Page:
One approach, and probably the simplest, is to limit overdesign. “It all starts with focusing on the target use cases and defining the necessary features to address them,” said Steven Woo, Rambus fellow and distinguished inventor. “It’s tempting to add features here and there to address other potential markets and use cases, but that often leads to increased area, power, and complexities that can hurt performance for the main applications of the chip. All features must be looked at critically and judged in an almost ruthless manner to understand if they really need to be in the chip. Each new feature impacts PPA, so maintaining focus on the target markets and use cases is the first step.”

This can have a significant impact on the overall power consumption, particularly with AI. “In AI there are many options to consider, especially for edge devices,” Woo said. “Some options include how the chip will be powered, thermal constraints, if it needs to support training and/or inference, accuracy requirements, the environment in which the chip will be deployed, and supported number formats just to name a few. Supporting large feature sets means increasing area and power, and the added complexity of gating off features when they aren’t in use. And with data movement impacting performance and consuming large amounts of the power budget, designers need a good understanding of how much data needs to be moved to develop architectures that minimize data movement at the edge.”

Another approach is to run real workloads on a design. “What some customers are doing is saying, ‘Let’s run representative workloads because we don’t know what we don’t know,” said William Ruby, senior director of product management for low power solutions at Synopsys. “It’s like power coverage. ‘What do we believe is a sustained worst case? What do we believe is a good idle type of workload?’ But what they don’t know is how a new software update may change the entire activity profile. Hopefully it’s an incremental change and they’ve somehow budgeted for that, as opposed to being pessimistic and a little bit more conservative. But how do you predict what’s going to happen with a firmware update?”

Backside power delivery is another option, particularly at the most advanced nodes. “At some point you hit diminishing returns because you’ve got the stuff from the top layers down to the bottom, and a lot of time the stuff in the top layers is your power and ground routing,” said Movellus’ Pangrle. “If you can deliver that from the backside, and you don’t have to go through 17 metal layers up top, that’s a lot of layers you don’t have to go through. Being able to bypass that whole metal stack and come in the back door so you can be closer to the transistors and not have to worry about going through all those vias is like manufacturing magic.”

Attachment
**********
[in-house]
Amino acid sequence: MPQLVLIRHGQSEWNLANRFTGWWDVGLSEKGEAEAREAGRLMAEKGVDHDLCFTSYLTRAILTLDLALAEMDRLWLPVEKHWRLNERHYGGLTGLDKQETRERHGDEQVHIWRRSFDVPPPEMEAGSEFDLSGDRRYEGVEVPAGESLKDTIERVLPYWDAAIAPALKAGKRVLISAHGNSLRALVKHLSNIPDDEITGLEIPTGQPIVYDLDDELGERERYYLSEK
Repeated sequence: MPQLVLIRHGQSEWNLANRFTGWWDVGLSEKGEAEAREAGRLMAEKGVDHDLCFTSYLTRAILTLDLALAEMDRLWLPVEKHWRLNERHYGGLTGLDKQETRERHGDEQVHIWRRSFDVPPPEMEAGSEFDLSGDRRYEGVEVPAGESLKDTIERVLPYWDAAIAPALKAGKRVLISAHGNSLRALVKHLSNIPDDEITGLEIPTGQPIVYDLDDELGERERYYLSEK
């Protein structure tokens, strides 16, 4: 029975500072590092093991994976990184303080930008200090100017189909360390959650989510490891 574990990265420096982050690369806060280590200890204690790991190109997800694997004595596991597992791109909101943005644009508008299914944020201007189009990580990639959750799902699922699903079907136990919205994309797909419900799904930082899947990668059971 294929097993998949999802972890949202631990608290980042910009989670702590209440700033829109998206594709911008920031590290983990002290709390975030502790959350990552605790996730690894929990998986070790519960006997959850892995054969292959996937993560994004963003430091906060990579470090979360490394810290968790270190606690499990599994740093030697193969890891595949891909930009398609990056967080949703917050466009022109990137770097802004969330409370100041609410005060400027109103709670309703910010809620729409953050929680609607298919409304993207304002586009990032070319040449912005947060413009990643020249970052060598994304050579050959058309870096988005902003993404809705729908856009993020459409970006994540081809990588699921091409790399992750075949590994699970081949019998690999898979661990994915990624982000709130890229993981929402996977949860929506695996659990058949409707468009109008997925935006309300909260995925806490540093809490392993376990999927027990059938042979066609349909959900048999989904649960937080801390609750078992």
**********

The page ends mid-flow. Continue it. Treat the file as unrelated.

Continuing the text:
Using sensors inside of chips and packages to monitor changes in power-related behavior is yet another approach. “In the field there are many things that can degrade performance, so we have to bake in voltage guard-bands,” said proteanTecs’ Brousard. “We know there will be noise. We know there will be excessive workloads. We know that the chip will go through aging. All these factors force us to apply more voltage than is necessary in best-case VDDmin.”

On top of that, copper wires can be used to conduct heat to where it can be dissipated. “You can do simple things like optimizing TSV placement with stacked die, and you may be able to use thermal vias, as well,” said Synopsys’ Larsen. “It’s very complex, but we have always dealt in exponentials in EDA. It’s things we will go and solve. But when you want to mitigate something, you add something that takes away some of the values you’re looking for, and that has to be addressed. For reliability, you may add in redundancies, which could be TSVs or hybrid bonds in the stack.”

Power has been a problem for leading-edge chipmakers for the past couple decades. A smart phone will send out a warning that it is running too hot and shut down until it cools off, and a rack of servers may shift a load to another rack for the same reason. But chips increasingly are decomposed into various components and packaged together, and as industries such as automotive begin developing chips at 5nm and below, power issues will fan out in all directions.

Architecture, place-and-route, signal integrity, heat, reliability, manufacturability, and aging are all tightly coupled with power. And as the chip industry continues to combine different features in unique ways to address unique markets, the entire industry will need to learn how to work with or around power-related effects. Unlike in the past, when only the highest-volume chipmakers were concerned with power, it will be the rarer design that can ignore it.

—Ann Mutschler and Karen Heyman contributed to this report.

Related Reading
Next-Gen Power Integrity Challenges
Dealing with physical and electrical effects in advanced nodes and stacked die.
Backside Power Delivery Adds New Thermal Concerns
Lack of shielding, routing issues, and new mechanical stresses could have broad impact on standard cell design.
3D-ICs May Be The Least-Cost Option
Advanced packaging has evolved from expensive custom solutions to those ready for more widespread adoption.